STORAGE

  • 03/28/2011
    10:25 AM
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More On Chunking

The last time we looked at the chunking process in data deduplication engines ("Your Mileage Will Vary: Chunking"), we were looking pretty favorably at variable chunking that used the contents of the data to assign chunk boundaries. However, as deduplication moves from backup appliances accepting tape, or other backup application-specific format data, into backup applications and primary storage, the advantages of fixed-chunk deduplication start to become apparent.
The last time we looked at the chunking process in data deduplication engines ("Your Mileage Will Vary: Chunking"), we were looking pretty favorably at variable chunking that used the contents of the data to assign chunk boundaries. However, as deduplication moves from backup appliances accepting tape, or other backup application-specific format data, into backup applications and primary storage, the advantages of fixed-chunk deduplication start to become apparent.

The primary advantage of fixed-chunk deduplication is lower CPU overhead.  Fixed-chunk systems don't have to spend any CPU cycles examining data and determining where the chunk borders should be. They just break data up into chunks like any other file system. In fact, some primary storage deduplication, like NetApp's,  uses just the underlying file system's chunks for its foundation.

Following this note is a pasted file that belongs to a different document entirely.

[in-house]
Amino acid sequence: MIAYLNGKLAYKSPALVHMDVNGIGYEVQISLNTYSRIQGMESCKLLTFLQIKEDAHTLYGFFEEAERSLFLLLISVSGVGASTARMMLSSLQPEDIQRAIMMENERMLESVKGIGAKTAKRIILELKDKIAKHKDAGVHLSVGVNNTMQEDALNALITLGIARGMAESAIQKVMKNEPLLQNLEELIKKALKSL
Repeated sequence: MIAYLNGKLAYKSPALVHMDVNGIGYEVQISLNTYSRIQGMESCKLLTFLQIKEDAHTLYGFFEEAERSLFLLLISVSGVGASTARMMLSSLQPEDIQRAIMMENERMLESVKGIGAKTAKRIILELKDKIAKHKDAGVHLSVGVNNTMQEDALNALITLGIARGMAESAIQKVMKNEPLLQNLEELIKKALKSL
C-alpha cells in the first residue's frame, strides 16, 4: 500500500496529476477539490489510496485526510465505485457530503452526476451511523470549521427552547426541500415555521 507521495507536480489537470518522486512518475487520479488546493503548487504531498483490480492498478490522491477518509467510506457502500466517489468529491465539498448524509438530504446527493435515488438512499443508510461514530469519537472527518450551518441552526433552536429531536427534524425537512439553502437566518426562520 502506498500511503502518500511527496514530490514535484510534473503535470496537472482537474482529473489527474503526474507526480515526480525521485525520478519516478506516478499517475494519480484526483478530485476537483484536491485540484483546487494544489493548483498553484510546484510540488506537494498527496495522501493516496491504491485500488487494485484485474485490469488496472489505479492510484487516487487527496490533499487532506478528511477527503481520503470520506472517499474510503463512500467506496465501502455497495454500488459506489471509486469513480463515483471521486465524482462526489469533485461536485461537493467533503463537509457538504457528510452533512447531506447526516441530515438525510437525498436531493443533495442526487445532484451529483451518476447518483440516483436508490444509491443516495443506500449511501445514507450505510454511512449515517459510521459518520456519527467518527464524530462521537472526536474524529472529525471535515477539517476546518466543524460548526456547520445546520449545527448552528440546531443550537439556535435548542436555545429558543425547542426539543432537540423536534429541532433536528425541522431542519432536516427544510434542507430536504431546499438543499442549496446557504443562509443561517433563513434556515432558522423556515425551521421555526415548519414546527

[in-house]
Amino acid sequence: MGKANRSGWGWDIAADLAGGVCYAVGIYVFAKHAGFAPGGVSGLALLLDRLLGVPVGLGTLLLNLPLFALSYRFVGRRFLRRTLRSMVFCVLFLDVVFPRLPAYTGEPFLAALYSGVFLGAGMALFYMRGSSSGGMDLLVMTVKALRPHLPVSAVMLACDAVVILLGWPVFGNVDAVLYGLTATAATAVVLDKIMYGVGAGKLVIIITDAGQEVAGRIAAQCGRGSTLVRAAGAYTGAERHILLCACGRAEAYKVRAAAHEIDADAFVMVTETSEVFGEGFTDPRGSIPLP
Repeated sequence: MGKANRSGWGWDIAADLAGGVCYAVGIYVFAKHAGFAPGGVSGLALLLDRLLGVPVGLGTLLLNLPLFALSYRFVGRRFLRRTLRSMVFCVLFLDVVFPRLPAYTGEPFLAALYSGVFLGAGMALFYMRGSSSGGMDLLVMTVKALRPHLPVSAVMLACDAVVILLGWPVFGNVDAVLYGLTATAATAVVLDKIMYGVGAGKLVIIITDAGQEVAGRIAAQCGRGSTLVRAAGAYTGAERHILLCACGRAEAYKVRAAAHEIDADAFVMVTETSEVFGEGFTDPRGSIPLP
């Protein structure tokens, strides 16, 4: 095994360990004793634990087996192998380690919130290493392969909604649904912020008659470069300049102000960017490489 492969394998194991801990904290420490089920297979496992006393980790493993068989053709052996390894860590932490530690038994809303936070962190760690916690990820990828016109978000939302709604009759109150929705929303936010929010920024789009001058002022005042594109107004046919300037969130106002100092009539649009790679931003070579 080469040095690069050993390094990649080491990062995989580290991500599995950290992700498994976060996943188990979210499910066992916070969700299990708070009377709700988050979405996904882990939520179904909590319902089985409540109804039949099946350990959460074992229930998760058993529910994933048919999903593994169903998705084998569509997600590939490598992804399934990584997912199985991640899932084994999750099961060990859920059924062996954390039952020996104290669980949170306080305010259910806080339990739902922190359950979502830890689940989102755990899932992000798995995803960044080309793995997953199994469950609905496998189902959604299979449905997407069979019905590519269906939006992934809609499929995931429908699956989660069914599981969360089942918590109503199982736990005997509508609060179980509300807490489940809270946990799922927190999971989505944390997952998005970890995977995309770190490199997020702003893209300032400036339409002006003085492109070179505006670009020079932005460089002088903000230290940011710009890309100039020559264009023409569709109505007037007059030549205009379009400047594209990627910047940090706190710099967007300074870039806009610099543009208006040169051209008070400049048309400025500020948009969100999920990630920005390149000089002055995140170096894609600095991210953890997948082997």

Lower overhead also means lower latency; computing where to put the chunk boundaries takes some time. While vendors have done their best to reduce this additional latency, and will claim it's not noticeable, it exists and might be a problem for primary storage deduplication systems.

Backup applications are a simple lot. In their heart of hearts they just want to be sending a stream of data to a tape drive somewhere. Since they're making large sequential write requests to a small number of large files, a few milliseconds of latency per request won't have a big impact. For conventional backup applications like NetBackup or Networker, throughput is all important, and latency less so.

Primary storage applications, even simple ones like hosting users' home folders, are much more latency-sensitive. In addition, rather than writing to a small number of very large files like backup applications do, primary storage environments have millions of files of all sizes. Since each file begins on a fresh data chunk, an insertion or other change that could throw off the chunk alignment will only affect one file's worth of data. Every new file will realign the process.


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